Monday, March 23, 2009

Ten Books

from Jesus Outside the Box:

"This can be a quick one! Don't take too long to think about it! Ten books you've read that will always stick with you! First ten you can recall in no more than 15 minutes! Then tag ten others!"

My 10 Books

Sunday, March 22, 2009

Fallen Angel

This new film about Larry Norman, who passed away about a year ago, looks very interesting.

Jon Reid reviews the new movie here.

Michael Newnham has an interview with the Canadian documentary filmmaker David Di Sabatino behind the film here.

Related: Metapost - Larry Norman Goes Home

ht: Andrew Jones

Tuesday, March 17, 2009

On Charles Taylor

For a couple of years now, Kenny has been encouraging me to read Charles Taylor. At his suggestion some time ago I purchased Taylor's A Secular Age. Publisher's Weekly summarizes Taylor's philosophical tome in this manner:

In his characteristically erudite yet engaging fashion, Taylor, winner of the 2007 Templeton Prize, takes up where he left off in his magnificent Sources of the Self (1989) as he brilliantly traces the emergence of secularity and the processes of secularization in the modern age.
In the first paragraph of A Secular Age's first chapter, Taylor himself asks,
One way to put the question that I want to answer here is this: why was it virtually impossible not to believe in God in, say, 1500 in our Western society, while in 2000 many of us find this not only easy, but even inescapable?
Kenny's about to finish his course work at Johns Hopkins here in Charm City and if I don't finish the book soon, I'll lose my most valued interlocutor.

Towards the end of completing Secular Age, I've begun reading through this helpful overview that Kenny suggested.

The current nearly monolithic secular culture, when viewed from at least a prima facie perspective, is fascinating to me and I'm looking forward to learning Taylor's perspective on how this has come about.

Sunday, March 15, 2009

In Search of the Quinessential Baltimore Diner, Continued

I believe that this is Year 3 in which I have partnered with Kenny Sheppard (Prolegomena) in search of the Perfect Baltimore Diner. Since our first breakfast we've visited:

(Kenny, is this list complete?)

On Saturday, Kenny, who's working on his Ph.D at Johns Hopkins on atheism and the intellectual history of 17th century England, and I visited the Silver Moon Diner. It was great! The food was fantastic; Kenny's even become a Scrapple aficionado. But best of all was the great conversation with my good friend.

Kenny took the picture above and a few others which can be found here. (For reasons beyond my capacity to imagine, we have not taken pictures on every single visit).

Monday, March 09, 2009

Economic Recovery, Media Coverage, and Hope

Princeton psychologist Daniel Kahneman won a Nobel prize in economics a few years back for his work in Prospect Theory. One of Dr. Kahneman's revolutionary findings was that when individuals make economic decisions, those decisions are 70% emotional. Previous to Kahneman's discovery, economists would theorize that people make their decisions based on their best rational analysis as to what course of action will result in their keeping or acquiring the most money. But that's not the way it works most of the time.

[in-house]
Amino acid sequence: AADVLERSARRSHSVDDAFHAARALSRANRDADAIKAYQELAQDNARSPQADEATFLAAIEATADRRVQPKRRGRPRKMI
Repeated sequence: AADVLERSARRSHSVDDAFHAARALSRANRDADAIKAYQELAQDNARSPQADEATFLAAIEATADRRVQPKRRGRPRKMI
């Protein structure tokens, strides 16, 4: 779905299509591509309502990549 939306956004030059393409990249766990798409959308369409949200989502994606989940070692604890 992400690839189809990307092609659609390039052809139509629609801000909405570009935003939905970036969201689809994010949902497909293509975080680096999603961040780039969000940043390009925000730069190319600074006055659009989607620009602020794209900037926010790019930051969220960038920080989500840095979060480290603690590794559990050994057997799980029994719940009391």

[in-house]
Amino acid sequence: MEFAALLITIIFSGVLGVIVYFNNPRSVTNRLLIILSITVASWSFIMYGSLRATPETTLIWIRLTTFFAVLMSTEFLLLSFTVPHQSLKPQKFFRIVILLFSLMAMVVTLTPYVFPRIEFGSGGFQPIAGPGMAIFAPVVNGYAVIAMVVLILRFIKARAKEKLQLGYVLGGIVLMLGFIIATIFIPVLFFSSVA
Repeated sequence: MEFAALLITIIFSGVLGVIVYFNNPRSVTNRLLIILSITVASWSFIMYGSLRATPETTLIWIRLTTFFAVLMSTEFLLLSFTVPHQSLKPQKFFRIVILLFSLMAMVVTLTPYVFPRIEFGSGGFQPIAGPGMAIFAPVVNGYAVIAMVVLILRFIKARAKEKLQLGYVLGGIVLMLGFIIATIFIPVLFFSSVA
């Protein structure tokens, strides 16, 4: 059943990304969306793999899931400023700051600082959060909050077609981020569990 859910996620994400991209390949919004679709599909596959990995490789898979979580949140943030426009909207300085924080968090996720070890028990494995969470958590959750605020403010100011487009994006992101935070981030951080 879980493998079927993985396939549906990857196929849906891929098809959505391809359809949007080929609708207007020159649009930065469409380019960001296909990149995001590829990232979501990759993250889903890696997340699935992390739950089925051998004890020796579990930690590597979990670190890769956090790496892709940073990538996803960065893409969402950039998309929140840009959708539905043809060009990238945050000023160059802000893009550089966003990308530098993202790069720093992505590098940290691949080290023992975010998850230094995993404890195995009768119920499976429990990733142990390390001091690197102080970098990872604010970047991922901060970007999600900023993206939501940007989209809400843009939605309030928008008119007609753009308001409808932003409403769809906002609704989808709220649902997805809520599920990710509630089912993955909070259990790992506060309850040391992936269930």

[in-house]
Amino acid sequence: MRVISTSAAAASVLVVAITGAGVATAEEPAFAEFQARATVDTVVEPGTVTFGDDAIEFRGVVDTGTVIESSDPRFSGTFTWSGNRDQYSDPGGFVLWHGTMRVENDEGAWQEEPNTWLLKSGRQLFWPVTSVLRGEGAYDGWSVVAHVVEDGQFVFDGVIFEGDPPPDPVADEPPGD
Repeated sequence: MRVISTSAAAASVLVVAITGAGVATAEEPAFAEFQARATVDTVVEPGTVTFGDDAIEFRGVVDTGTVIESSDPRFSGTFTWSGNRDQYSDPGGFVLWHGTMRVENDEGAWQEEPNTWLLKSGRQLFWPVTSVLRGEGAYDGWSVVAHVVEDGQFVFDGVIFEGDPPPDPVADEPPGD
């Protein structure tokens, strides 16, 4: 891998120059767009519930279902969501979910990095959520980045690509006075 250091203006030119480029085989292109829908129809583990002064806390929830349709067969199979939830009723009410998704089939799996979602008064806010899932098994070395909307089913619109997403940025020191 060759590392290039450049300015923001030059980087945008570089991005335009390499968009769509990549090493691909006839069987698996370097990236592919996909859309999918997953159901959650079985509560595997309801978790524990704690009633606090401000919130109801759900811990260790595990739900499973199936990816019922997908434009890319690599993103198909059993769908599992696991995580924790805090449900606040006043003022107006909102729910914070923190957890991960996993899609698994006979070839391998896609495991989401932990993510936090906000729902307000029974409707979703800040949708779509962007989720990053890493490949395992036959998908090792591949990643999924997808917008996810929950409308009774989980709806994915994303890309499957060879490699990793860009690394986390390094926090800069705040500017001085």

I thought about Dr. Kahneman on Friday when I was having an interesting discussion with an economist about the troubled United States economy and media coverage. She agreed with me that negative media coverage does inhibit economic recovery. When I thought about Dr. Kahneman, I realized why.

We spend because we have a hope that our spending is a good decision. We invest on hope. If media coverage underlines the doom and gloom, then spending and investing will be suppressed.

This line of thinking reminded me of FDR and how optimism and hope was such a crucial aspect of his leadership. Through both the Depression and World War II, FDR always communicated that America would eventually triumph over all obstacles. Obama was communicating a similar optimism this past Saturday when he said, "We will get through this."

Colin Powell has said that optimism is a force multiplier. This is true for the economy and for many - if not all - areas of human endeavor. Dr. Martin Seligman, of the University of Pennsylvania, details the positive results of optimism in his book Learned Optimism. Malcolm Gladwell, in his most recent book Outliers, similarly explains how individuals work longer and harder through difficulties when they believe that the result of their extra effort will be positive. Their hope then drives them to superior accomplishment.

Jesus followers have a firm basis for optimism in a God who loves us and has all power. He alone can give us a peace which "transcends all understanding" (Phil. 4:4-7). In the midst of financial tsunamies, health crises, relational heartbreak, etc., sometimes our only psychological basement - at times the only foundation for our peace - is our knowledge of the character of God.

Monday, March 02, 2009

ESV Study Bible Online Now Available to All

until the end of this month:


This is a very valuable resource that's worth checking out!